A shaman’s initiation ordeal meant being devoured, digested and tutored in the ways of healing by one great animal or another. His or her familiar was a totem topped by an eagle or bear or killer whale.

Is it the guilt of our killing hunger that painted hyper luminous beasts in the Paleolithic caves, and chases us at night, braying the Wild Hunt across the sky?

In myth, transformation from human to animal is a commonplace. In Greek myth Cyncus, who grieved the fall of his friend Phaeton so deeply, turns into a swan; Philomena’s rape and disfigurement (her tongue is ripped out, to prevent her from telling on her aggressor) transforms into a nightingale whose song pierces the heart. Actaeon the hunter is turned into a stag while spying on naked Artemis in her bath and then is devoured by his own dogs.

When human and animal pair, the result is never sure. Pasiphae loved the Cretan Bull, and their union produced the Minotaur.  Zeus seduced the maid Leda in the form of a swan, and Leda gives birth to Helen, whose beauty launched a thousand war-ships.  Go figure.

Some gods are animals—Cernunnos the Celtic woodland god has the horns of a stag; the Egyptian god Anubis, guarder of graves, is a dog. The Russian raven-god Kutkh releases the sun and the moon from its bill. Coyote and Crow both enjoy a rich tradition of Native American folk-tales.

Mythic monsters are legion. A griffin is eagle and lion; dragon a flying snake; Argus is a hundred-eyed giant and Cyclops a boor-bully with just one. Scylla is a many-tentacled she-beast whose lair is just before the mouth of Charybdis, the whirlpooling monster. Apollo gets his prophetic powers from killing the Pythian snake, and the Medusa—the chick with those nasty adders for hair—petrifies anyone caught in her gaze. (Literally.) When she is beheaded by Perseus, the winged horse Pegasus leaps from her spilled blood.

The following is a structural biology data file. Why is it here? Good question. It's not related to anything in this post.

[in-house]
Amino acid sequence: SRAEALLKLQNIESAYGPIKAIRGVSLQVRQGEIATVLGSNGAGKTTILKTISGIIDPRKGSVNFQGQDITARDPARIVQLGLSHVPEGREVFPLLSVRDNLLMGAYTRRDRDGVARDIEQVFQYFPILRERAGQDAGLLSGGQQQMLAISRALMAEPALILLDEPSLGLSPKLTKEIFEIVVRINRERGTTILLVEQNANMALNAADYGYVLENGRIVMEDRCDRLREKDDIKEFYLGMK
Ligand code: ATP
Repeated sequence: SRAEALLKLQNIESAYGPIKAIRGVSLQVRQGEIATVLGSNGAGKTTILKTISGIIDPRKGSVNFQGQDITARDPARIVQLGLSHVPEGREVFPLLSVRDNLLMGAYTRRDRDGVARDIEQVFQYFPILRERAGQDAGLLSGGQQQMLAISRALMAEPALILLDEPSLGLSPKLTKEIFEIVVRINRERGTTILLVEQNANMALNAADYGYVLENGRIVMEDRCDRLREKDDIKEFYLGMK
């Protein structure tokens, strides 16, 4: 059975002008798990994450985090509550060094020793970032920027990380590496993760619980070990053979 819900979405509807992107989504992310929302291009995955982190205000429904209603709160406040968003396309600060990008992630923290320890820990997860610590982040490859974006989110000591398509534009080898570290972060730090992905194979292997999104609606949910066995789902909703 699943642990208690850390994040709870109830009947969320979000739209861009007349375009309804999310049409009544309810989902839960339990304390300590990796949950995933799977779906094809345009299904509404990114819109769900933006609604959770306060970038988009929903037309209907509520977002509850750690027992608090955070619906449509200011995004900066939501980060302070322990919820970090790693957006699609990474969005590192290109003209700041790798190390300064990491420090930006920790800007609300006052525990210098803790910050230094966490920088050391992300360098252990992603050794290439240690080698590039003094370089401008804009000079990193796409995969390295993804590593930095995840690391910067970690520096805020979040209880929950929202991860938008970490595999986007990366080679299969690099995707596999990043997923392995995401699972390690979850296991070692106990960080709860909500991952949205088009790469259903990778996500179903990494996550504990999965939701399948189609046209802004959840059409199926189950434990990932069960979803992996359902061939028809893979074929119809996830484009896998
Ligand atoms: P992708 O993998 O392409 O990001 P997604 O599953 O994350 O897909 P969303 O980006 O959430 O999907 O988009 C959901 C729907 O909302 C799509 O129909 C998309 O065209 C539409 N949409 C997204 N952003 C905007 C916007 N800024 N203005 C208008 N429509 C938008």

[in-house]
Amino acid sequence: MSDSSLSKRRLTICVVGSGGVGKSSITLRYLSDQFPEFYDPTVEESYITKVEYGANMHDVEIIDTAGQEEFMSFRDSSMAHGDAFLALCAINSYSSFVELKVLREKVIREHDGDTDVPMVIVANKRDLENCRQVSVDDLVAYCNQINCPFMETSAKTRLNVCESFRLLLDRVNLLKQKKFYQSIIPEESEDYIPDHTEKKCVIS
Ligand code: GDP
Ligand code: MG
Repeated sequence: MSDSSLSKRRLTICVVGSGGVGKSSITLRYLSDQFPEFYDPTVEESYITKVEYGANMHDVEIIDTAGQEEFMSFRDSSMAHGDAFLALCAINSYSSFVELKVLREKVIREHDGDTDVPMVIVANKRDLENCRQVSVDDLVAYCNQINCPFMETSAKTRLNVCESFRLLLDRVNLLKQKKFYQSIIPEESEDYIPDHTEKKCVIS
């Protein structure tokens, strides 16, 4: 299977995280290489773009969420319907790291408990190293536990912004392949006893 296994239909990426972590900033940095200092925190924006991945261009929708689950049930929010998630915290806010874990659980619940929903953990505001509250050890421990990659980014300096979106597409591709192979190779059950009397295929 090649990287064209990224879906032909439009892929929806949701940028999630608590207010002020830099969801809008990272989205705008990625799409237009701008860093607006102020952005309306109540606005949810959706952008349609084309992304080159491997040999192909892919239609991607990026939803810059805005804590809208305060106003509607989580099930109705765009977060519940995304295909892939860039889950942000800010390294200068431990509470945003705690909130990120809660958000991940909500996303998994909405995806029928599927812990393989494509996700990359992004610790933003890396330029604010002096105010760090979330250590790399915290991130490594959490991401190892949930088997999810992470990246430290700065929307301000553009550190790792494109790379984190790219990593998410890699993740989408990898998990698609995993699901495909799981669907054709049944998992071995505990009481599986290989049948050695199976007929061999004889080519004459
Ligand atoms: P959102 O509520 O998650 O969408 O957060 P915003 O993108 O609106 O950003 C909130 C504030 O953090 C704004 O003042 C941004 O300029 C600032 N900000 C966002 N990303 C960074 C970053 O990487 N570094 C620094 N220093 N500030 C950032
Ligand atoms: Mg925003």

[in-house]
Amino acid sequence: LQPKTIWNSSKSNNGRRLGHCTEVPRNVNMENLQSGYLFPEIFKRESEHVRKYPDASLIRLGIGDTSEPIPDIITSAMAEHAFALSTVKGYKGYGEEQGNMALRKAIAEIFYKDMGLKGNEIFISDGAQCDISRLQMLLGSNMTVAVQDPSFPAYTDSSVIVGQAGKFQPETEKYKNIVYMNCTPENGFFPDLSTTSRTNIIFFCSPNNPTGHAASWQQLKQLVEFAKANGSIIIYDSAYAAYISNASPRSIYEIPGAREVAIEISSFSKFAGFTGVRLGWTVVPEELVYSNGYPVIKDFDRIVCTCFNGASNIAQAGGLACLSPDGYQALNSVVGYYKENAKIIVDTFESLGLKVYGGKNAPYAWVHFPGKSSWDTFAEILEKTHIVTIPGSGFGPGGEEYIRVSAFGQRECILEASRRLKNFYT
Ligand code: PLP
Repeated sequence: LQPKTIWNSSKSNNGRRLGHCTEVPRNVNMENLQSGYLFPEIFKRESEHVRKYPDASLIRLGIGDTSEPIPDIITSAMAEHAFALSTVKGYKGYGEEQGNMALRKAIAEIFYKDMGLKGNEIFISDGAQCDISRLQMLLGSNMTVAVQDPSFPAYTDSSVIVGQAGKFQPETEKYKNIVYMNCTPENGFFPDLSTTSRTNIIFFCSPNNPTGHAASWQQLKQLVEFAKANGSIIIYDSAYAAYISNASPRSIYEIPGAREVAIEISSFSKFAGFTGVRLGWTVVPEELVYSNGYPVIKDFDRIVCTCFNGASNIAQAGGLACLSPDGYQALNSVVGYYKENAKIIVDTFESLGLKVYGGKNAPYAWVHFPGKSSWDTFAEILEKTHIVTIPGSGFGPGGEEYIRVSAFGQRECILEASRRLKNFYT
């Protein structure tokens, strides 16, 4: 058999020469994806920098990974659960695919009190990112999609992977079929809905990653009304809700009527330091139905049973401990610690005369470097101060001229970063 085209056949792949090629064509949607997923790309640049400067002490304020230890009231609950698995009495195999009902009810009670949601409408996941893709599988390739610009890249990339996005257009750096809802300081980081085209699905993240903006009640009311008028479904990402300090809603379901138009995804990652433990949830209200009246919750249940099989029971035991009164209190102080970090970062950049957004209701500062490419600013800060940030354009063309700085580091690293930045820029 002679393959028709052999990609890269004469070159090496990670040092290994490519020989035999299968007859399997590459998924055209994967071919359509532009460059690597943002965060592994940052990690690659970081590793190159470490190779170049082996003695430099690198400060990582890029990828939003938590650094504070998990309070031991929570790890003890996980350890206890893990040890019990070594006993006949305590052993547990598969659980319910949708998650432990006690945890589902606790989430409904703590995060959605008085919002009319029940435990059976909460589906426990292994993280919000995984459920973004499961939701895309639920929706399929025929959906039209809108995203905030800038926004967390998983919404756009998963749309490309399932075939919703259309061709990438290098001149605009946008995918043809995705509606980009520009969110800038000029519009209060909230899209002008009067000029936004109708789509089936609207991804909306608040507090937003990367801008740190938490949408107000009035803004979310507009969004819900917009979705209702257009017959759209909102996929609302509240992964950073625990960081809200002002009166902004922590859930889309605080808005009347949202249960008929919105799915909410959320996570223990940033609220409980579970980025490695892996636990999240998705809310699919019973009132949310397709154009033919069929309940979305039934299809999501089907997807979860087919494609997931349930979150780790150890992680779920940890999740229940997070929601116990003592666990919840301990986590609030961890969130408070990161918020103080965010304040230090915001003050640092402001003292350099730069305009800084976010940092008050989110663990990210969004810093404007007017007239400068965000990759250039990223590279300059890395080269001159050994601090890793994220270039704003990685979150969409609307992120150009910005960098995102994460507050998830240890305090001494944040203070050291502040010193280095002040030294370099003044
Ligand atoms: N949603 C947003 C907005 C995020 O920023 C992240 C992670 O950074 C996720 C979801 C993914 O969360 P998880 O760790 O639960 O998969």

Animals keep us guessing just what’s really going on. The Devil is a poodle in Goethe’s Faust, the prince is a frog who may have already joined us here at the Pond. One of my cousins, MacOdrum of UIst, runs with the seal-tribe.  You just never know.

For today’s NaPoWriMo challenge, pick an animal and write its myth. You can riff on an existing tale or concoct your own. Put your beloved pet in a folktale, or walk a mile in an animal's paws.  Let’s honor the beasts who ensoul the Garden, and the child in us all who can still see and talk and ride with them.

Friday, April 20, 2018

April 20: Say the Names of the Places You Love

In Canada, we boast a legendary free-verse poet who was always larger than life. Al Purdy, (1918 – 2000), had a literary career spanning 56 years. He produced 39 books of poetry, a novel, two volumes of memoirs, and four volumes of correspondence. He has been called Canada’s unofficial poet laureate.

He was born and lived in Ontario, but spent winters in his later years, in Sydney, B.C. He was able to support himself with his writing, and as an editor. He wrote in an A-frame, which has been preserved, after his death, as a memorial to him.

He was a friend of Charles Bukowski, who once said, “I don’t know of any good living poets. But there’s this tough son-of-a-bitch up in Canada that walks the line.”

Al Purdy died as he lived – on his own terms. At 81, dying of lung cancer, he chose assisted suicide, and exited the world, leaving behind his wife, his substantial body of work, and his beloved A-frame. I’d like to think he still visits that cabin.